30 December 2009


In posing this question from the standpoint of a head of state Machiavelli clearly thought it was better to be feared. When President Obama was elected there was an international outpouring of “love,” following the departure of the fearsome George Bush, culminating in the Nobel Peace prize. Obama has done everything possible to encourage this sentiment, opting for multilateralism, dialogue, closing Guantanamo, ruling out “torture,” effectively apologizing for his predecessor, etc.

But while western Europeans may be enthralled, our enemies remain unimpressed, for this has only reinforced Al Qaeda’s notion that Americans are weak, vulnerable, and can be worn down in the long run. “Change” has engendered new “hope” that we can be defeated. Terrorists know they will be treated kindly if caught and now be turned over to the dysfunctional U.S. justice system.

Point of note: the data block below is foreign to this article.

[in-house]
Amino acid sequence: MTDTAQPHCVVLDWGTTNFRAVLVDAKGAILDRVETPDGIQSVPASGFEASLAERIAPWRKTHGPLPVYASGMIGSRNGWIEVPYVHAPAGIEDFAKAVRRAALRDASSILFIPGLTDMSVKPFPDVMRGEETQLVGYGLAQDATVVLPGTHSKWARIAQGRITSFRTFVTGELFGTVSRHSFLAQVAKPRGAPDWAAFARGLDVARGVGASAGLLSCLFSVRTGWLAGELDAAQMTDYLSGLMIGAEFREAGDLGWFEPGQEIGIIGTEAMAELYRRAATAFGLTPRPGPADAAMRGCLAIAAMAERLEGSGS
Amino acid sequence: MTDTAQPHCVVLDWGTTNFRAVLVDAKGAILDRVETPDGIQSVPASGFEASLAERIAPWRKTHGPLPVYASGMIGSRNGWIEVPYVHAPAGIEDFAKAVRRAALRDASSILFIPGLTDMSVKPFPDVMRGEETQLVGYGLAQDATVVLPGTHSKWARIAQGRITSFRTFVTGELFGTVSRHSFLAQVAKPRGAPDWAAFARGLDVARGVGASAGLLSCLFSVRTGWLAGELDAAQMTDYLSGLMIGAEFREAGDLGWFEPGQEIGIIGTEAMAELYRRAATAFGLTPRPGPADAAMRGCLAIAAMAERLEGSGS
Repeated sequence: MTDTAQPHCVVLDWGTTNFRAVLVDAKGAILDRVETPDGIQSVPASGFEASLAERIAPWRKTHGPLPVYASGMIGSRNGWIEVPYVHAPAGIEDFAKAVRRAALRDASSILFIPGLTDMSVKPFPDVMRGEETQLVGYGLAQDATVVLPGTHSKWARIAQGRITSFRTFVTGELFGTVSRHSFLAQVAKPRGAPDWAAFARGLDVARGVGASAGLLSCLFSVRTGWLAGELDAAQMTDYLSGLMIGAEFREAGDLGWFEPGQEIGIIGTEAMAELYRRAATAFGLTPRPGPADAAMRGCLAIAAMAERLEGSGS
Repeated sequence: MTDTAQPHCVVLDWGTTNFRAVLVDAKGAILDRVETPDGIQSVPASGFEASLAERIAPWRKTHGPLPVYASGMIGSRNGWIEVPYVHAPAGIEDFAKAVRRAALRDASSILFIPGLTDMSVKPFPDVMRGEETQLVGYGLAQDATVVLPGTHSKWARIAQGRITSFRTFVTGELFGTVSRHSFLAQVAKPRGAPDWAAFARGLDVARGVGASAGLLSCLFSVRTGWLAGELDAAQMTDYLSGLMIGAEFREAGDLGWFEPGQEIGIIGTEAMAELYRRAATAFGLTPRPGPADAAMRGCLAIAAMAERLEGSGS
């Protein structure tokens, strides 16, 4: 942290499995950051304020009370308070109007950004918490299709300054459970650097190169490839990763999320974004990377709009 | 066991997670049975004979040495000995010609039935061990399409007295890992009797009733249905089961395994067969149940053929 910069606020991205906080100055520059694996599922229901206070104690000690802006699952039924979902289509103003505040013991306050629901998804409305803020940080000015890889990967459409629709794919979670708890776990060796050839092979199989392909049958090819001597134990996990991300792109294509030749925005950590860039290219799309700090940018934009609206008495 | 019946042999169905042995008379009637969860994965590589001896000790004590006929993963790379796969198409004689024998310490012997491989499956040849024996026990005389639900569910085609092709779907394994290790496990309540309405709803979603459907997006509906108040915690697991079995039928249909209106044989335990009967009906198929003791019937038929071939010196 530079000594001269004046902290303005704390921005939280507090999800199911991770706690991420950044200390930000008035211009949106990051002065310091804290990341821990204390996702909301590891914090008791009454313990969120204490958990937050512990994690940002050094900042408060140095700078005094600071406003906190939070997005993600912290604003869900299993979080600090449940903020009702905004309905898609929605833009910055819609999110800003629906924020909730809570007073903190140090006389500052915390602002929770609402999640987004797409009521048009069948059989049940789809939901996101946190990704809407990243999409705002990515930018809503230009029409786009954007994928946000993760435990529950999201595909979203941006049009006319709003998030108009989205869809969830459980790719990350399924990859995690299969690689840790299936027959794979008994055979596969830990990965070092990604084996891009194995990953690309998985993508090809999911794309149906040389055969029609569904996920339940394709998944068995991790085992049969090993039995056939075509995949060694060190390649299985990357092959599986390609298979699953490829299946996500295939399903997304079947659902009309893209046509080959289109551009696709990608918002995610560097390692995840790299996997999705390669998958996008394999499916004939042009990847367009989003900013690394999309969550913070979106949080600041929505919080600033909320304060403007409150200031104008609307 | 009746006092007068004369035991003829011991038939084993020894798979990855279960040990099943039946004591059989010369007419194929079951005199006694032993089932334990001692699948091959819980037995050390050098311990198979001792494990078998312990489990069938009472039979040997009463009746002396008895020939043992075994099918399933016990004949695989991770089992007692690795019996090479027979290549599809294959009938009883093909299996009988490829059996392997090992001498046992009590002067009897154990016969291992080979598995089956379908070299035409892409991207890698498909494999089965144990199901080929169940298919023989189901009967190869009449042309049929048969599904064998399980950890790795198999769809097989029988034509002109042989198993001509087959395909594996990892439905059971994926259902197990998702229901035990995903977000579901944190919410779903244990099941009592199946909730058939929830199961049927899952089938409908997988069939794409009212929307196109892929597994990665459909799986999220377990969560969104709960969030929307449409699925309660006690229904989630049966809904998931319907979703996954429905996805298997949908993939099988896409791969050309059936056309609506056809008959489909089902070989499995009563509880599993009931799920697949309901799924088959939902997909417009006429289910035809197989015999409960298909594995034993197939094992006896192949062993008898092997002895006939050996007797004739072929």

In this case is it not better to strike “fear” in the hearts of our enemies? Killing them alone will not work because they want to be martyrs. What we need to do is make them face the most horrific circumstances possible from their standpoint. How about assigning them aggressive female guards and whatever else they would view as a fate worse than death Let them face what they perceive to be hell on earth. Let them fear us. Let us not hear any more about “our” values, which only generates contempt on their part. We should terrorize the terrorists. Only then will we gain their respect. It is nice to be loved when possible, but in this case it is better to be feared.

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